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Title: Aiko Herzig-Yoshinaga Interview II
Narrator: Aiko Herzig-Yoshinaga
Interviewer: Tom Ikeda
Location: Torrance, California
Date: July 7, 2009
Densho ID: denshovh-haiko-03-0026

<Begin Segment 26>

TI: When I interview people who were involved, in particular, with redress or coram nobis, they got involved because they wanted to right a wrong, to sort of do it so that similar things wouldn't happen in the future, that they use terms like "never again." And in the '80s, Reagan signed the Civil Liberties Act of 1988 apologizing and sort of authorizing payment to Japanese Americans. The coram nobis cases, where, as you mentioned earlier, they vacated the convictions of Fred Korematsu, Gordon Hirabayashi and Min Yasui. So did we accomplish that? Are we, did we make... I guess the question is, is that enough? I mean, did we accomplish, did you and others accomplish what they were after?

AH: Not totally. I think just the fact that some of the story will be now included in our history books in school is a good step forward. But -- and this goes back to 1984 or so, or '85, maybe -- when to prove a point that, how much have we accomplished or was it worth it? I was on a television show with, I think Norman Mineta was one of the panel members. But there was a congressman, Norman Shumway from California, who was on the screen. He couldn't appear at the studio, but they got him on the screen. We were talking about the redress bill that was being debated, and he said, what comes back to me all the time to show how the, at least Congress was viewing the redress bill. He said, "If you think for one moment that this bill, redress bill, which calls for 1.2 billion dollars, (...) is going to make any difference in the way the government will react in times of emergency such as after Pearl Harbor, that we have to take action against a potential enemy, you think it's going to make any difference that the government will not pick up a group of, say, misfits or ethnic group, then you're barking up the wrong tree. Don't kid yourself." He says, "We spend more than a billion dollars every day, every minute, every hour," he said. "So this isn't going to make a dent." I was furious with him when he said that, but it turned out to be the truth. When the war broke out after 9/11 and this country started picking on Arab Americans just because they were Arab Americans, ooh, shades of deja vu. We didn't learn anything. And what made me think was, okay, if Hohri vs. U.S., the class-action lawsuit that would cost the government, the treasury, 27 billion dollars, if we had passed that, would this country have remembered? I'm wondering whether or not the bottom line on this in this country is always the almighty dollar. Yes, we got an apology, a letter of apology from Bush and Clinton, and twenty thousand dollars per survivor. But Congress, even the new members of Congress (today) don't know anything about it. We didn't make a dent, we didn't affect how this country was looking at Arab Americans after 9/11. So I'm thinking, what do we have to do to make Americans aware? The only thing I see, the plus in our experience, is that now some of the stories of the 442 Regimental Combat Team, our exclusion, incarceration, will be in the history books. Maybe that's a start. But, well, jiminy, it's how many years since this happened, and we still, you know, don't know enough, and we repeated the same mistake when 9/11 happened. What do we have to do to awaken this country? I have questions about that.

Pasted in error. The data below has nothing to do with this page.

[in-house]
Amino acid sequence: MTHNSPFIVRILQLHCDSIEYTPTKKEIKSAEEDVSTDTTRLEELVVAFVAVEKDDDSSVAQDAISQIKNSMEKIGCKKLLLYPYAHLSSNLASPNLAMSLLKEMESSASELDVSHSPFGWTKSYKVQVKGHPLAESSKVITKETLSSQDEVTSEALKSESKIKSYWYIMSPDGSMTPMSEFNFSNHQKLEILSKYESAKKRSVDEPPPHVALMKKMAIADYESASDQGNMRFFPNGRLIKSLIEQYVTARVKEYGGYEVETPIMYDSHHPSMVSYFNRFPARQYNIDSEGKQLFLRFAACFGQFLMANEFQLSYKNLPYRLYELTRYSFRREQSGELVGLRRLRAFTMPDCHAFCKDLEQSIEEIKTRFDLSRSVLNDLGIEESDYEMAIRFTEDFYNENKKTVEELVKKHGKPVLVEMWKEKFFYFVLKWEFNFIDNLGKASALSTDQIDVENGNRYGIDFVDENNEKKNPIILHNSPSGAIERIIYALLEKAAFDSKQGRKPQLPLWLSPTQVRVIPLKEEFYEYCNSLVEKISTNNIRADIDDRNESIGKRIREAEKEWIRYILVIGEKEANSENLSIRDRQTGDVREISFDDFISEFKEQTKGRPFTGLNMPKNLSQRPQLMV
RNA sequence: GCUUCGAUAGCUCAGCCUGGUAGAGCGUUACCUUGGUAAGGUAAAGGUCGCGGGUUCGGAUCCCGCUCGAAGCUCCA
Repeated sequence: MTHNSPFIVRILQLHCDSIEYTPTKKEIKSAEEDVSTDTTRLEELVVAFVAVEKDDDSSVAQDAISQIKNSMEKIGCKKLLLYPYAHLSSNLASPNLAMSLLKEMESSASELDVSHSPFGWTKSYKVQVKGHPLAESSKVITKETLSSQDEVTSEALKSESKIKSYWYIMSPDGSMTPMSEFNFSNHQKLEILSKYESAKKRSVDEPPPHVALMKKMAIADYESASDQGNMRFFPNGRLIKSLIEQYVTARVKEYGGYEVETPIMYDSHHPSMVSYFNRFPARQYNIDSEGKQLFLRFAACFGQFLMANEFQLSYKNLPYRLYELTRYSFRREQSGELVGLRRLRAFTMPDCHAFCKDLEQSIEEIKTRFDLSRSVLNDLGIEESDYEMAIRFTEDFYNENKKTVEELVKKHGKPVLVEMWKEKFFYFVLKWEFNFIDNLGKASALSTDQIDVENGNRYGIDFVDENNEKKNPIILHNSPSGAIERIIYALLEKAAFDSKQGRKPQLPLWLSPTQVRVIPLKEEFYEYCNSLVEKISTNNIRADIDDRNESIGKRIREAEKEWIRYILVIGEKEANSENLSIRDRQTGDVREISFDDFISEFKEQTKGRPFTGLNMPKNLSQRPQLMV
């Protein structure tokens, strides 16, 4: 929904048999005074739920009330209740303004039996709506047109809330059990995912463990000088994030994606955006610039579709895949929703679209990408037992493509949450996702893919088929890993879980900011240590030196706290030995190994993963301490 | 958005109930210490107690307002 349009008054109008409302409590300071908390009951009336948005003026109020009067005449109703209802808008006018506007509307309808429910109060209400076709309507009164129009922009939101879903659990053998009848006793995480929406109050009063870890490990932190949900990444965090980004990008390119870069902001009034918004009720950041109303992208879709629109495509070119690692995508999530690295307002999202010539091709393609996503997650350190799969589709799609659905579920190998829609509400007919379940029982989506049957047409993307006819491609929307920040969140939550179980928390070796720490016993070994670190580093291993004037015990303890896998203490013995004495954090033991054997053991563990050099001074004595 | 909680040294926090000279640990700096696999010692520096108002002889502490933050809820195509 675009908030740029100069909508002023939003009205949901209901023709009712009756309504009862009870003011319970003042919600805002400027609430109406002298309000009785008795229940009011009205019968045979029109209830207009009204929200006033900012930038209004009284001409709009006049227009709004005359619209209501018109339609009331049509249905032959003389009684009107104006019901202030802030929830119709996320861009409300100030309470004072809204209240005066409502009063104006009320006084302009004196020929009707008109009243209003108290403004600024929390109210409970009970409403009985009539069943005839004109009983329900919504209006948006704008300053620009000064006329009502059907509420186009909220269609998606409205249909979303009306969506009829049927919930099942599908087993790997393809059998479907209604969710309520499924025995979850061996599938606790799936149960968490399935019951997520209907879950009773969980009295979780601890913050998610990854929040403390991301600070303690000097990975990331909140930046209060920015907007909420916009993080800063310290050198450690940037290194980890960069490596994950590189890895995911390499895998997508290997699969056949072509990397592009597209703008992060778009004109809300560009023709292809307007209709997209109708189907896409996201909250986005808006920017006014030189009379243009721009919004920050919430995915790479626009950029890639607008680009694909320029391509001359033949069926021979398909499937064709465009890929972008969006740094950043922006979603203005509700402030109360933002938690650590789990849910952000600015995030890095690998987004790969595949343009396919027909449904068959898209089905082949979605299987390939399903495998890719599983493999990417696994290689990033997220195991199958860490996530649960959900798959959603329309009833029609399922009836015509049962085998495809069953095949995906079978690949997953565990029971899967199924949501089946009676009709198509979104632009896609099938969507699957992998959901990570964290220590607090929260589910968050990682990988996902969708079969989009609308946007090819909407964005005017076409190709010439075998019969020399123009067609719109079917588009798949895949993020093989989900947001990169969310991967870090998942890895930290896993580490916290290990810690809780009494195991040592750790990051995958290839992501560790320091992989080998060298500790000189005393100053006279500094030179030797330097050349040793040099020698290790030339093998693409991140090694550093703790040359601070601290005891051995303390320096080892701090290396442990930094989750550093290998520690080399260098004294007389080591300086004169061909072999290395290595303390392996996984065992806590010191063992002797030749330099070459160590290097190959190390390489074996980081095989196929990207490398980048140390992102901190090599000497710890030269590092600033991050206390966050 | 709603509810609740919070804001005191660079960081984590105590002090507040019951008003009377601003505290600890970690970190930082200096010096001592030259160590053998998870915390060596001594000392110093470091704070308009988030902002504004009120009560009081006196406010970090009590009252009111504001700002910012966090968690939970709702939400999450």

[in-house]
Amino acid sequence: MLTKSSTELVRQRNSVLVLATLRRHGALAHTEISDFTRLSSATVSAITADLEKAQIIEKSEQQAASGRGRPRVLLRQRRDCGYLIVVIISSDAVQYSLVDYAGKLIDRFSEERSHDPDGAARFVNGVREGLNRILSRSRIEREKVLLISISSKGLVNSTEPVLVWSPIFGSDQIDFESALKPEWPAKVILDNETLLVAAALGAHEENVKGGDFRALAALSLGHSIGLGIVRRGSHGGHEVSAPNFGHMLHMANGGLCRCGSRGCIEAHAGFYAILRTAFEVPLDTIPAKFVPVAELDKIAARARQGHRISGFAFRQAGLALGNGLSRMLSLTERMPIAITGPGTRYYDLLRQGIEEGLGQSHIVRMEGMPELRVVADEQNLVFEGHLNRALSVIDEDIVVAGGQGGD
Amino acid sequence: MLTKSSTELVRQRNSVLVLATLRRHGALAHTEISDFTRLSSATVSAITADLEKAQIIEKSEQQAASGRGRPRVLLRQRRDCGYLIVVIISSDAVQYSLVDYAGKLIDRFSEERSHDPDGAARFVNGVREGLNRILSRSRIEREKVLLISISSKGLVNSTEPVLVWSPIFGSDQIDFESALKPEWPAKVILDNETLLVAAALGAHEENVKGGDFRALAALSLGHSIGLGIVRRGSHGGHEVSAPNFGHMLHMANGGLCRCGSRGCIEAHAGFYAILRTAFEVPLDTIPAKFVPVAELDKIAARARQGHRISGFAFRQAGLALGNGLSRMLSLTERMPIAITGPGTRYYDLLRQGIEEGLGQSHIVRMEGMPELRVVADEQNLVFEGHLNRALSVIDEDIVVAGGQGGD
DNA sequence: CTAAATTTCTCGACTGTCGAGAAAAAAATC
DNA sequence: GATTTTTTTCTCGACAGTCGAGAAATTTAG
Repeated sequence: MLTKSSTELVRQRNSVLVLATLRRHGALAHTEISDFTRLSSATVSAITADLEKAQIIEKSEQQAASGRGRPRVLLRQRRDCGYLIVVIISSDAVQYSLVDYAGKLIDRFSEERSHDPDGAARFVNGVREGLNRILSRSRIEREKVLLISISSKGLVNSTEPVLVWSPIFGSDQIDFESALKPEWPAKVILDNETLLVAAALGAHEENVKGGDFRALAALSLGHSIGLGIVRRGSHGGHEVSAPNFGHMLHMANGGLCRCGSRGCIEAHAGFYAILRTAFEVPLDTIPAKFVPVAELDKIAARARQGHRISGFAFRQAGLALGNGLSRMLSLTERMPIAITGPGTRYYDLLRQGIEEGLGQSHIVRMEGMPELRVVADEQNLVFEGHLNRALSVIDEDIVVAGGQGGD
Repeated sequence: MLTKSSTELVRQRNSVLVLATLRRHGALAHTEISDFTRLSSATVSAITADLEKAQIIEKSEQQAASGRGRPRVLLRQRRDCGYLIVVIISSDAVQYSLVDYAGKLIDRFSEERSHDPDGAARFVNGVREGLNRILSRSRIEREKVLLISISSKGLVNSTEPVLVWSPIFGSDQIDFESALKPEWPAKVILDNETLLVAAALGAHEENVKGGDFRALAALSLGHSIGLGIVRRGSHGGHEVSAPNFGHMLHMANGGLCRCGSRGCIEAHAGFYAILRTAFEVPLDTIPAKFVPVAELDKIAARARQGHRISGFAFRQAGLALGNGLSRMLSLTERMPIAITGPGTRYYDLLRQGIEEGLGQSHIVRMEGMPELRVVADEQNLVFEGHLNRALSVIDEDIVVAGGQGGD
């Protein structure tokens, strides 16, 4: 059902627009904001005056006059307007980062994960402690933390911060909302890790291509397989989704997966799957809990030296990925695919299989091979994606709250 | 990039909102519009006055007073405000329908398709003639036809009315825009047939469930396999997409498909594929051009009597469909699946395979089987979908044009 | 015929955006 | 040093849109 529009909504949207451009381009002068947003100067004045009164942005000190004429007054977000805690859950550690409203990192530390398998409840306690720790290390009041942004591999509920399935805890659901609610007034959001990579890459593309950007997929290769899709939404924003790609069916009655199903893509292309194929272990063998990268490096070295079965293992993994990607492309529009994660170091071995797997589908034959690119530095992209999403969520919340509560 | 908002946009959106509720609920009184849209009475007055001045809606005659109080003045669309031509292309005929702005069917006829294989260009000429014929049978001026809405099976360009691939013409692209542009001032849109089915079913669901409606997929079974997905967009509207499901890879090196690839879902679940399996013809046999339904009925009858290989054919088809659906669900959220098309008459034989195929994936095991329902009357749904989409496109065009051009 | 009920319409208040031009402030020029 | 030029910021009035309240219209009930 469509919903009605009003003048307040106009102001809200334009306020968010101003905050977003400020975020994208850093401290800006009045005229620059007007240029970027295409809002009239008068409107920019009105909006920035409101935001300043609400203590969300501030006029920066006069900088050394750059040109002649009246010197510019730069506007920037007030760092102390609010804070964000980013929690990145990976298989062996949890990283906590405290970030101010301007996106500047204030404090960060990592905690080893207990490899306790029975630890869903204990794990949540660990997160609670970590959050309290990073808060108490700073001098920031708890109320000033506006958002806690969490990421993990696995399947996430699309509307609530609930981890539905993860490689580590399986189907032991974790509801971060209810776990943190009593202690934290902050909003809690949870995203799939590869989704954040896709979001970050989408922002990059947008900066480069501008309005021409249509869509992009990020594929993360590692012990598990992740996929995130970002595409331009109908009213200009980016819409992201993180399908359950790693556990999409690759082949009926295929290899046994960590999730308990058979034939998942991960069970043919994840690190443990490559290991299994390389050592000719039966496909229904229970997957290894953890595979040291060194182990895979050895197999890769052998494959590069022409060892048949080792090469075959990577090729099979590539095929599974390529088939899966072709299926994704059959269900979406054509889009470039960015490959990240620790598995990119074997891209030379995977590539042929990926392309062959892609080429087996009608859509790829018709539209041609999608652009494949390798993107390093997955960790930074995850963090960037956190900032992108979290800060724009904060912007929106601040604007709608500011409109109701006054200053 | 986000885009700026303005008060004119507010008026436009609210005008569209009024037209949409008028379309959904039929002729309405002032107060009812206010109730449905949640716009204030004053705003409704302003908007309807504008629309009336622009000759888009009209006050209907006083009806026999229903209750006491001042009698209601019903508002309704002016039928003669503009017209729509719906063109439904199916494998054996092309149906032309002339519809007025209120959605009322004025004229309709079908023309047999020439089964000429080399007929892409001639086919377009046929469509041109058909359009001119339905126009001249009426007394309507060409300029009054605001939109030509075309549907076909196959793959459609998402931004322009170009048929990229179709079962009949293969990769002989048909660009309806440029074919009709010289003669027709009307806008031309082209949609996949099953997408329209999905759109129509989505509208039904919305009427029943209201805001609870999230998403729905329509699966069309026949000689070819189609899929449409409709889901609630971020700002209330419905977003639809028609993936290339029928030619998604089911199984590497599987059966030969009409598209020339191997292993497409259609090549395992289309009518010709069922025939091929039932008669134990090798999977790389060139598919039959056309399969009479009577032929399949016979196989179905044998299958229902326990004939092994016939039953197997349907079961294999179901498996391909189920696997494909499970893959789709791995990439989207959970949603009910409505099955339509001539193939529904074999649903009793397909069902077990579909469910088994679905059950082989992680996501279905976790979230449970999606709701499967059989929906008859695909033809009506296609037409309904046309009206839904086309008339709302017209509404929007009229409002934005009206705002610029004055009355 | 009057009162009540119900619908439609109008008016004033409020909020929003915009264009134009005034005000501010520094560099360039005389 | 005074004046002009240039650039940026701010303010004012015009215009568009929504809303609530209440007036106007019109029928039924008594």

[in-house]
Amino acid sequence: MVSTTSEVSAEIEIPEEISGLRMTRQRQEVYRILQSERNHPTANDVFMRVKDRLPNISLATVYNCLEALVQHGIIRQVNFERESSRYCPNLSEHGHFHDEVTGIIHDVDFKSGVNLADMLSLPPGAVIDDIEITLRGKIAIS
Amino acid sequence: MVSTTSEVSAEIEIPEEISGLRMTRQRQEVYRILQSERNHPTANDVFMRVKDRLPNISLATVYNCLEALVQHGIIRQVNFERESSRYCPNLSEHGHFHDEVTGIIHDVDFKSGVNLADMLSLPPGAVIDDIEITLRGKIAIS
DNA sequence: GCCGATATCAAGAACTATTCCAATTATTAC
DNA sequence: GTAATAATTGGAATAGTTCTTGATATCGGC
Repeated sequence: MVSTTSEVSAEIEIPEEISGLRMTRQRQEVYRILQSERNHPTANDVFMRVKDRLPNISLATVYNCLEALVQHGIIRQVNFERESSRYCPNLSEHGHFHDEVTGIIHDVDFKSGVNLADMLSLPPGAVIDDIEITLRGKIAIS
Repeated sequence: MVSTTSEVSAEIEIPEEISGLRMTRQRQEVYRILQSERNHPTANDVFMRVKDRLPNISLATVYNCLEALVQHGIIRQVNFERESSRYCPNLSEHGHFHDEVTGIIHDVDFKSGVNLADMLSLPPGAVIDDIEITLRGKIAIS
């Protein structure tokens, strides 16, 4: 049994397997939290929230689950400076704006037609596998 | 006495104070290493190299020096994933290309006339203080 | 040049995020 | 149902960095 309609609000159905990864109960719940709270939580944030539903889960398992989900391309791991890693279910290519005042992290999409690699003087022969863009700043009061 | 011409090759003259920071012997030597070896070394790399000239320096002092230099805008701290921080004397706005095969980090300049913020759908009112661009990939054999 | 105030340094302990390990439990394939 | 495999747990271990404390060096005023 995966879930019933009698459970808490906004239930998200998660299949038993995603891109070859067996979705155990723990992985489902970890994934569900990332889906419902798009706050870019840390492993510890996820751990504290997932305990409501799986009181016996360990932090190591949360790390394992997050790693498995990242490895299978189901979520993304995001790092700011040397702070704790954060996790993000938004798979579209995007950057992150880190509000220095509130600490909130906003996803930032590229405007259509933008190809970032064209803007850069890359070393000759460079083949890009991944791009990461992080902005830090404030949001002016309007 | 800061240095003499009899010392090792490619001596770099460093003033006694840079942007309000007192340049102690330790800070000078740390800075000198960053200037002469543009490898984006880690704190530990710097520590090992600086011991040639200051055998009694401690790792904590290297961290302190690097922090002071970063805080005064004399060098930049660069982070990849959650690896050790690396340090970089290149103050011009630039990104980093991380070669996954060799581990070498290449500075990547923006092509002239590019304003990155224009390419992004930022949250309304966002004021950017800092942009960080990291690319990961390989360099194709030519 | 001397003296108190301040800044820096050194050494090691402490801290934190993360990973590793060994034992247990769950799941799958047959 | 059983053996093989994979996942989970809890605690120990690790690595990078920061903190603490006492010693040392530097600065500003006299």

<End Segment 26> - Copyright © 2009 Densho. All Rights Reserved.